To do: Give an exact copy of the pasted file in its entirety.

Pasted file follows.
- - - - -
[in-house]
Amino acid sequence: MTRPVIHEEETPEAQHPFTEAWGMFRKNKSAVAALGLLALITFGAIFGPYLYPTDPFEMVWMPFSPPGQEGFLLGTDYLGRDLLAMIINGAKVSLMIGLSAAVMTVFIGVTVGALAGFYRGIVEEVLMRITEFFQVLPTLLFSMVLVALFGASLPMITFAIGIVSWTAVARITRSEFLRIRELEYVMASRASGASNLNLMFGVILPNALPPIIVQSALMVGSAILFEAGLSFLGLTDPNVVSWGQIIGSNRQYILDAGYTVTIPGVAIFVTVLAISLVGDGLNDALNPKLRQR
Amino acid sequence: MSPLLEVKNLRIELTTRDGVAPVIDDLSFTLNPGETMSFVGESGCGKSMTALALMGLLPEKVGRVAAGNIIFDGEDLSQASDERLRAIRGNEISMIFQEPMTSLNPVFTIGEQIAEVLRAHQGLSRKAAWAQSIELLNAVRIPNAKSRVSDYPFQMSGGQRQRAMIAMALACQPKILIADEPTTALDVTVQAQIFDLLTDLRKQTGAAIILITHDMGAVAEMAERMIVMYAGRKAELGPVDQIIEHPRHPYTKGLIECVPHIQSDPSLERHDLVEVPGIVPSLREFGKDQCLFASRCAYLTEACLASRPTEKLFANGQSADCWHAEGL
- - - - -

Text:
[in-house]
Amino acid sequence: MTRPVIHEEETPEAQHPFTEAWGMFRKNKSAVAALGLLALITFGAIFGPYLYPTDPFEMVWMPFSPPGQEGFLLGTDYLGRDLLAMIINGAKVSLMIGLSAAVMTVFIGVTVGALAGFYRGIVEEVLMRITEFFQVLPTLLFSMVLVALFGASLPMITFAIGIVSWTAVARITRSEFLRIRELEYVMASRASGASNLNLMFGVILPNALPPIIVQSALMVGSAILFEAGLSFLGLTDPNVVSWGQIIGSNRQYILDAGYTVTIPGVAIFVTVLAISLVGDGLNDALNPKLRQR
Amino acid sequence: MSPLLEVKNLRIELTTRDGVAPVIDDLSFTLNPGETMSFVGESGCGKSMTALALMGLLPEKVGRVAAGNIIFDGEDLSQASDERLRAIRGNEISMIFQEPMTSLNPVFTIGEQIAEVLRAHQGLSRKAAWAQSIELLNAVRIPNAKSRVSDYPFQMSGGQRQRAMIAMALACQPKILIADEPTTALDVTVQAQIFDLLTDLRKQTGAAIILITHDMGAVAEMAERMIVMYAGRKAELGPVDQIIEHPRHPYTKGLIECVPHIQSDPSLERHDLVEVPGIVPSLREFGKDQCLFASRCAYLTEACLASRPTEKLFANGQSADCWHAEGL